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In Their Own Words – One New Message

August 28, 2010 27 comments


This “In Their Own Words” is by Laura Traw, who has a son with autism.

Sometimes I have a hard time watching shows regarding autism. No matter how I prepare myself, I find myself either turning off or walking away for awhile, then always coming back. My thought process always seems to be, “I am living this life. It’s too painful to watch someone else go through it as well.”

When HBO aired “Temple Grandin” (great job, by the way), my husband and I (on the west coast) watched the east coast feed while my best friend, who is in Tampa, watched at the same time.  Periodically, we would text one another, something like this, “how r u holding up” Me: “so far so good”. Then, there is a point in the movie when the doctors told Temple’s mother that Temple needed to be institutionalized. I don’t remember the exact correspondence between the two but the message was all too clear. There was no cure, no hope.

Another text came through, “are you ok” No, I’m not.

I looked at my husband, tears streaming down my face. I felt like someone was standing on my chest; I couldn’t breathe and I could not stop this waterfall. What was happening to me?

“I can’t watch this,” I said, as I got up and started walking out the room.

He stood up and came over to me. I could barely make his face out, because my eyes were covered with tears. He hugged me, really hugged me – which was good because I felt like I was going to collapse.

I put my head in his chest and sobbed, “I just can’t.” Without hesitation he stopped the DVR, and said “It’s okay.”

It wasn’t “okay” – this is our life!

Maybe I’ll learn or see something that will help, that I can do, I’m thinking. Why was I feeling like this? I have to pull it together, I have to be strong for my son. How can I fight this battle if I can’t sit through a movie or a show about autism?

My phone vibrates, another text, “this is so good, what an amazing movie.”

Amazing? This isn’t amazing – nothing about any of this is amazing. I text back, “had to turn off, can’t watch.”

Does no one understand this? I know this is a great story and I know she has made such strides and is a voice of hope, reason and even understanding to this disorder.

What is wrong with me?

I am strong. I have been strong. I will, and have fought for my little guy and I dare anyone to tell me we can’t or he won’t be able to do something because of autism.

Why can’t I watch this movie?

I leave the room, utterly and completely defenseless of my own thoughts. I start doing laundry, anything to keep me busy. My husband comes in. I keep my head down, because I know I am going to start crying; I am weak.

I can’t be weak.

“I love you,” he says, standing in the doorway. I pour the laundry soap into the washing machine; I still can’t look up. “I love you, too,” I say, my voice quivering.

He sets my phone on the counter and there it is, telling me, “one new message.” I read it – “you are an amazing mom.”

That’s it, just that.

How is it that when I am so weak, my husband is so strong or although miles and miles apart, a best friend still knows just what to say?

I don’t know, but with that and about an hour to pull myself together, I sit on the couch with my husband holding hands. Sometimes I’m clinching.

We laughed, we cried and WE made it through the whole movie. It’s still hard for me to watch some things, but I am so thankful for these amazing people who open themselves and their lives up for the rest of us to see, hear, read and learn from. We are not alone, I am not alone.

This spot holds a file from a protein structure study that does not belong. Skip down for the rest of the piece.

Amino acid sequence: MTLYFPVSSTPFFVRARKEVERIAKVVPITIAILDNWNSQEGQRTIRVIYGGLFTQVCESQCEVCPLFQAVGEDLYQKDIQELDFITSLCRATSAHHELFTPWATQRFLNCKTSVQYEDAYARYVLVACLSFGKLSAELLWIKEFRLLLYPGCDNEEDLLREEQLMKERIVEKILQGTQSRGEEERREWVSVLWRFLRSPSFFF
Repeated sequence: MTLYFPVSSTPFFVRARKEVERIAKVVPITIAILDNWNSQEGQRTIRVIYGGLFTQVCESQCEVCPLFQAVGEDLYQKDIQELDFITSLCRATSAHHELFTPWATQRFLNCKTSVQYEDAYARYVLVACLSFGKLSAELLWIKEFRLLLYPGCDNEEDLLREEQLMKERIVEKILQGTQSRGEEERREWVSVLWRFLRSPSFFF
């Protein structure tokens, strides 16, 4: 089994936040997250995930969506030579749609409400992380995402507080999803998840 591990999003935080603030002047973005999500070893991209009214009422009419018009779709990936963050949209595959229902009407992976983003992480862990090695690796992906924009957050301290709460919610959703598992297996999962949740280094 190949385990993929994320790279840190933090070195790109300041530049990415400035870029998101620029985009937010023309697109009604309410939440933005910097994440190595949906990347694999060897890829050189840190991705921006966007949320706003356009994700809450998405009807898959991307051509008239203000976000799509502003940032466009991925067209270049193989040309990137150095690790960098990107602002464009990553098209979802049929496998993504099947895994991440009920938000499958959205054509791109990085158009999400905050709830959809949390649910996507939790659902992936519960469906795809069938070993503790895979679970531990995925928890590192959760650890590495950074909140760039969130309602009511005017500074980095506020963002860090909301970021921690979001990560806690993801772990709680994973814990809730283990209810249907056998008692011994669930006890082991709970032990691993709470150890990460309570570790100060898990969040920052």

It is because of such courageous people, my family, my husband and, yes, my best friend that I, too, have opened up about this journey.

These are raw emotions, me, us, our son. There are some moments when I feel like I just can’t make it one more minute. Then there are moments like the other day when I pointed to the color red and my son said, “RED.” Or last week when we were at the beach and he could not get dirty enough. We didn’t have to spend hours wiping every piece of sand off of him, or wash his hands numerous times to make sure there was no more dirt. A big day for us!

My heart hurts. I get angry and yes, sad. I am strong, but sometimes I feel defeated. I cry alone, because I don’t want anyone to see my tears. But, I open myself up because I know that I have a great family, wonderful friends, a husband that I adore, a son that is the love of my life; and yes, I am an amazing mom!

“In Their Own Words” is a series within the Autism Speaks blog which shares the voices of people who have autism, as well as their loved ones. If you have a story you wish to share about your personal experience with autism, please send it to editors@autismspeaks.org. Autism Speaks reserves the right to edit contributions for space, style and content. Because of the volume of submissions, not all can be published on the site.


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In Their Own Words – The Club that Saved My Son

August 23, 2010 7 comments

This “In Their Own Words” is by Ileana Morales, who has a teenage son with autism.

I have a 17-year-old boy named David who has autism. David, up until the age of 10, knew very few words such as mama, papa, and toy (I know, all kids’ favorite word). At the age of 11 he became high-functioning; he would not stop talking and we couldn’t be happier. He was no longer shy; he could actually look you straight in the eye and tell you what he wanted, which he never did before. He started doing great in school and at home, but when he turned 16 (and the hormones kicked in) everything changed dramatically and not for the better.